2. true but unfortunately plans in Auckland are generally written so that non-complying activities are prohibitively expensive and risky to gain consent for, hence no one really bothers.

        3. Miffy, I thought it was pretty clear that I was using the active version of allow, rather than the passive version. Apartments being non-complying or discretionary means that they aren’t banned and technically allowed. I am suggesting that we change planning rules so explicitly allow developments to give developers confidence in applying for consent.

          Basically THAB zoning should mean that if you apply to build a 6 storey (or less) apartment building that meets HIRB, setback, coverage, parking requirement, and has access only onto a collector route (or lower), then there should be no way the council can refuse consent.

          We have something similar for duplexes in Hamilton. If you have a site over 400m2 anywhere in the city and can build a duplex that meets a checklist of rules, then council must give consent.

          I think council’s could do better by providing some guidance on this. A single page for each zoning/development type with a checklist of the rules that you had to meet. It would, reduce the cost to develop as you wouldn’t need as much input from planners, and there would be far better confidence in achieving the outcome. It would make it a lot easier for property owners to understand what zoning allows next to them as well.

  11. Devolution often occurs as a country gets bigger although there are notable exceptions such as the US. Therefore, further devolution for Auckland and other areas are a good thing – as a general rule the further a person is away from the outcomes the less concerned he or she is with those outcomes.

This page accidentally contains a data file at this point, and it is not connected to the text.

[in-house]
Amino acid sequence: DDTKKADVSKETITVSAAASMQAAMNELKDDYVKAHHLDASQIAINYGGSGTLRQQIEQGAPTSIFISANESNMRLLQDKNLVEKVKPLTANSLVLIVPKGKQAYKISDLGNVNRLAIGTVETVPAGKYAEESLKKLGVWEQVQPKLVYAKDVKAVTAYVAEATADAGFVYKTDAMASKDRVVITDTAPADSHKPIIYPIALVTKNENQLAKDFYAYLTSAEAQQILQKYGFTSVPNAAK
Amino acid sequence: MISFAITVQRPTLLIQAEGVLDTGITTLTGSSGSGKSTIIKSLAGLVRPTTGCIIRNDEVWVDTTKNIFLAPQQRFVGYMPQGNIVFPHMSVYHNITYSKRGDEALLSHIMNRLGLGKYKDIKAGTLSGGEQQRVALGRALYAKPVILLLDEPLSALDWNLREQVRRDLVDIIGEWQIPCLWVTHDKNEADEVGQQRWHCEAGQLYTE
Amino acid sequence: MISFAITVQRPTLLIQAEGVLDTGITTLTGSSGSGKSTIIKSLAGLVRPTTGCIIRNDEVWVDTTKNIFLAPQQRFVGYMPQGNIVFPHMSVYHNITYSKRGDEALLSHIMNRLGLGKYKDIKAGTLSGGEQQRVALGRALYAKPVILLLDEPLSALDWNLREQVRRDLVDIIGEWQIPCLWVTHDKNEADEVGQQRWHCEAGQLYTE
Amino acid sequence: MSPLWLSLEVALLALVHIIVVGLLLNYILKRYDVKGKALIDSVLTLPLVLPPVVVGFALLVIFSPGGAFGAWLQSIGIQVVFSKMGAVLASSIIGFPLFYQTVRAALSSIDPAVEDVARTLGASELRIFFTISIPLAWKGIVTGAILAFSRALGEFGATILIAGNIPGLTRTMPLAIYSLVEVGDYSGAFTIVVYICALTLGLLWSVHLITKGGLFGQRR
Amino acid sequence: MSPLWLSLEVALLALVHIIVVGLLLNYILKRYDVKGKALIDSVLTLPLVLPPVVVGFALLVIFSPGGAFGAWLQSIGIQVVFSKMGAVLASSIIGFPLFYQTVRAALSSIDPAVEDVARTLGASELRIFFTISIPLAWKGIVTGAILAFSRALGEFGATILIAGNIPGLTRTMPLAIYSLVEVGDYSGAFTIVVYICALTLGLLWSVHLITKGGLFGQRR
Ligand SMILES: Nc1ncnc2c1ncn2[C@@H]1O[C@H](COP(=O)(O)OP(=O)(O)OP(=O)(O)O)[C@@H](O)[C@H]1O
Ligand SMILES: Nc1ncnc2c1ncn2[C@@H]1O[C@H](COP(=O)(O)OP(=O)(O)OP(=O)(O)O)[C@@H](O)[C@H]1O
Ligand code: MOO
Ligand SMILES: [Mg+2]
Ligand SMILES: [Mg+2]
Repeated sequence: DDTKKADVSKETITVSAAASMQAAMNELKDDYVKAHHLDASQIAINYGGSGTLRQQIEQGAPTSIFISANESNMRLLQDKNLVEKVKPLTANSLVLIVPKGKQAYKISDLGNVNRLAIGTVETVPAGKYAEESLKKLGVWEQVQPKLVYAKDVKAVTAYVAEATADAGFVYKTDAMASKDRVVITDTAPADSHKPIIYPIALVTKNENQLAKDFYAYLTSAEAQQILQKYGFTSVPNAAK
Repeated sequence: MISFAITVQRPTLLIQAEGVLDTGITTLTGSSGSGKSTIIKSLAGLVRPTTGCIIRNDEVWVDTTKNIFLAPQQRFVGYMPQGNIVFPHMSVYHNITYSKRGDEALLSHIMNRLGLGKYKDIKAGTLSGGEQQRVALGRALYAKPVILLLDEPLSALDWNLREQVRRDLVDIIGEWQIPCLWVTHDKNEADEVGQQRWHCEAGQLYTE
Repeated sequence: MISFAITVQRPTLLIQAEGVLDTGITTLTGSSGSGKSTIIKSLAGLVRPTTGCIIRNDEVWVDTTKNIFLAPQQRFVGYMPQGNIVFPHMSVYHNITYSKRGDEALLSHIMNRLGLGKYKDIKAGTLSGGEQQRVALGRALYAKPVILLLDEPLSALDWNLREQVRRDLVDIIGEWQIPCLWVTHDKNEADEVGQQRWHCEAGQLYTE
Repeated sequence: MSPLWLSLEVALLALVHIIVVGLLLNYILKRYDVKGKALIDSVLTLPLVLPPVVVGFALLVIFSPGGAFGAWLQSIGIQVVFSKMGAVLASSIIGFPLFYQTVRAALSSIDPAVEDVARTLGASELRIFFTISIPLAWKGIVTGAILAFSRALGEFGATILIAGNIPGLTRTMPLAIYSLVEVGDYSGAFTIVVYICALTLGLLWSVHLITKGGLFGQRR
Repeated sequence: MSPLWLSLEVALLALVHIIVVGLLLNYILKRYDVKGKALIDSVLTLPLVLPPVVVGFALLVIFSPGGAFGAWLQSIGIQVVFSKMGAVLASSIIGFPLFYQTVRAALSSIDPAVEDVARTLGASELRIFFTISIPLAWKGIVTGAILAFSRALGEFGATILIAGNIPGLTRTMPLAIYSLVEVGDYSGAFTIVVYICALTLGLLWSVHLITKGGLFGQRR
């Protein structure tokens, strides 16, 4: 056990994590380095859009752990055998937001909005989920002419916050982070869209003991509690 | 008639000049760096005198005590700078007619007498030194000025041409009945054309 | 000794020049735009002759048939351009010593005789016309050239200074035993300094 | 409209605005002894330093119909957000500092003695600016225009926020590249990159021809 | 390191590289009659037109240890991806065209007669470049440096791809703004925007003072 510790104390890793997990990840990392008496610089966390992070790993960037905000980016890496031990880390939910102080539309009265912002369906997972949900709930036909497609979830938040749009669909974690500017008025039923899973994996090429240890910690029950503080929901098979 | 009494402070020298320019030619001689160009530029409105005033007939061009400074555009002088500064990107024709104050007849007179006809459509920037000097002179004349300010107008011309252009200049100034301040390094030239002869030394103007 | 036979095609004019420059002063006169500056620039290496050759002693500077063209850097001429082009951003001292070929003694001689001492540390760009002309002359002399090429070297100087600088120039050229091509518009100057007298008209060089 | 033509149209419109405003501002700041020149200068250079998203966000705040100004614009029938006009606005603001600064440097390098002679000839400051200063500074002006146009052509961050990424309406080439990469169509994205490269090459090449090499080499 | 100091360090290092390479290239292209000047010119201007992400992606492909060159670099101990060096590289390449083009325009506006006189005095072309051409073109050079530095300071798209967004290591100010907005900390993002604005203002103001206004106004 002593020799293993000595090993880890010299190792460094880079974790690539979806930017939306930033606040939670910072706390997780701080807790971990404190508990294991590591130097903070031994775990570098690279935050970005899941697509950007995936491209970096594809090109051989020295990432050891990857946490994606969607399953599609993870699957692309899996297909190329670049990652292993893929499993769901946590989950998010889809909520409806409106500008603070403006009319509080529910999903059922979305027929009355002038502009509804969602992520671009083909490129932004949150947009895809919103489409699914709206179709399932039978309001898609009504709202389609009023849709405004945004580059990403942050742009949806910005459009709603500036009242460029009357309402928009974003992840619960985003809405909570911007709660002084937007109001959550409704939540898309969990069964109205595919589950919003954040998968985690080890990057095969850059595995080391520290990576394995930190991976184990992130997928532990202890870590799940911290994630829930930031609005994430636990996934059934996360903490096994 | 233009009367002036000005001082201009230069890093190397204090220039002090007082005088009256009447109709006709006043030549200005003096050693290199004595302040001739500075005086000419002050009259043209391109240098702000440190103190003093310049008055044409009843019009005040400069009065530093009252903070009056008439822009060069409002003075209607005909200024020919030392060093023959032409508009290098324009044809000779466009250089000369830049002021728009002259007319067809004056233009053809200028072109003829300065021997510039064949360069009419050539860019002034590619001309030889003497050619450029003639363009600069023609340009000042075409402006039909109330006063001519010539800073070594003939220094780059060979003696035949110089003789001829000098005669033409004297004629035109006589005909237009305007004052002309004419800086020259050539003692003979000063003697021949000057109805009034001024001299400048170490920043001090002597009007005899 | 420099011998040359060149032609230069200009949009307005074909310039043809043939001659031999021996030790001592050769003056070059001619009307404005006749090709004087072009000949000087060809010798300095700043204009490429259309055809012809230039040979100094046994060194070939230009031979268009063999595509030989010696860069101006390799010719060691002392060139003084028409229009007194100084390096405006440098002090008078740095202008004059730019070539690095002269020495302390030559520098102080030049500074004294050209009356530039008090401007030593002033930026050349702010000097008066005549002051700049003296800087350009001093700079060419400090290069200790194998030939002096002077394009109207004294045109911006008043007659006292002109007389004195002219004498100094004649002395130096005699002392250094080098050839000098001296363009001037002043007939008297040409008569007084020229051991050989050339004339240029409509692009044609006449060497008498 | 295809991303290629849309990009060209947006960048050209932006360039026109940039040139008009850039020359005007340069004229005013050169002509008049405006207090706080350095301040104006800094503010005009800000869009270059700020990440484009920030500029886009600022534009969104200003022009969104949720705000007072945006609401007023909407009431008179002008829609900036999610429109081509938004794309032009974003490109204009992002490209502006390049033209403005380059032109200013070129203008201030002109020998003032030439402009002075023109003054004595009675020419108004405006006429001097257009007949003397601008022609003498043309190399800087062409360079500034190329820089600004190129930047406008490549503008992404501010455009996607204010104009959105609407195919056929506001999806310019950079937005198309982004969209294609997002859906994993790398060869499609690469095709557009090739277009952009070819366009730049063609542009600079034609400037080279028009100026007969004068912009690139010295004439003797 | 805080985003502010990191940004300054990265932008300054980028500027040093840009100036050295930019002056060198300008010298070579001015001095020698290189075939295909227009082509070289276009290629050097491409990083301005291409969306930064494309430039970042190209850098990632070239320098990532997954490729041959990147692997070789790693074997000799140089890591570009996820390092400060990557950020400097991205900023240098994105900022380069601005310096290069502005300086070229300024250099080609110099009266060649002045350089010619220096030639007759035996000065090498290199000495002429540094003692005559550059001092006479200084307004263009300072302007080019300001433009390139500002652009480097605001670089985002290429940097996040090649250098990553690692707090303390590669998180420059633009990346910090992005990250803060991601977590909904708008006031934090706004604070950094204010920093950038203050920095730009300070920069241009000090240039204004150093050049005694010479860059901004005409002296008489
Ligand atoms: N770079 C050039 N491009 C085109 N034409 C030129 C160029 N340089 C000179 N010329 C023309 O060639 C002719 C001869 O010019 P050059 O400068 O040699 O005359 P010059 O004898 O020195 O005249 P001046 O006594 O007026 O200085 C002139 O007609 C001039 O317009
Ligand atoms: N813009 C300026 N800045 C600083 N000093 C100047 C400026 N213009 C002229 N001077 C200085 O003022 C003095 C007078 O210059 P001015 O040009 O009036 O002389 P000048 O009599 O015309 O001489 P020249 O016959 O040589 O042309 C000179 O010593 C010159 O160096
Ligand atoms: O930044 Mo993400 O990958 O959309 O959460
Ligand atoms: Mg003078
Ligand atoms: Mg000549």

I don’t think there is any need or desire for Auckland to be an independent country but more decisions made here rather than at the national level. In fact, given that Auckland will be 40% of the country it will be better for the rest of NZ too. However, it needs to be real devolution and not just the Auckland Council carrying out central government policies. Auckland needs to make those policies.

  12. A pretty lightweight article to be frank. City states are something from the days before the industrial revolution.

  13. Here’s a crazy idea – the fact Auckland dominates one third of the news time at 6 o’clock pisses off more people than the cash it takes from central government.

    If National news devoted a 10 minute segment just to Auckland and aired that only in Auckland, and a 10 minute segment for “not auckland” that airs everywhere else, that’d do more to lower the temperature and cool resentment on both sides than any kind of legal autonomy.

    1. Haha, can’t tell if you’re joking or not but there’s something to what you’re saying. It annoys me how the Blues get double the news time as any of the other super rugby teams, even though all 5 NZ teams do exactly the same things – same number of games, same trainings, same injuries etc. It alwasy seems like they’re desperately clutching at straws to report some story about Blues players visiting low decile schools or something.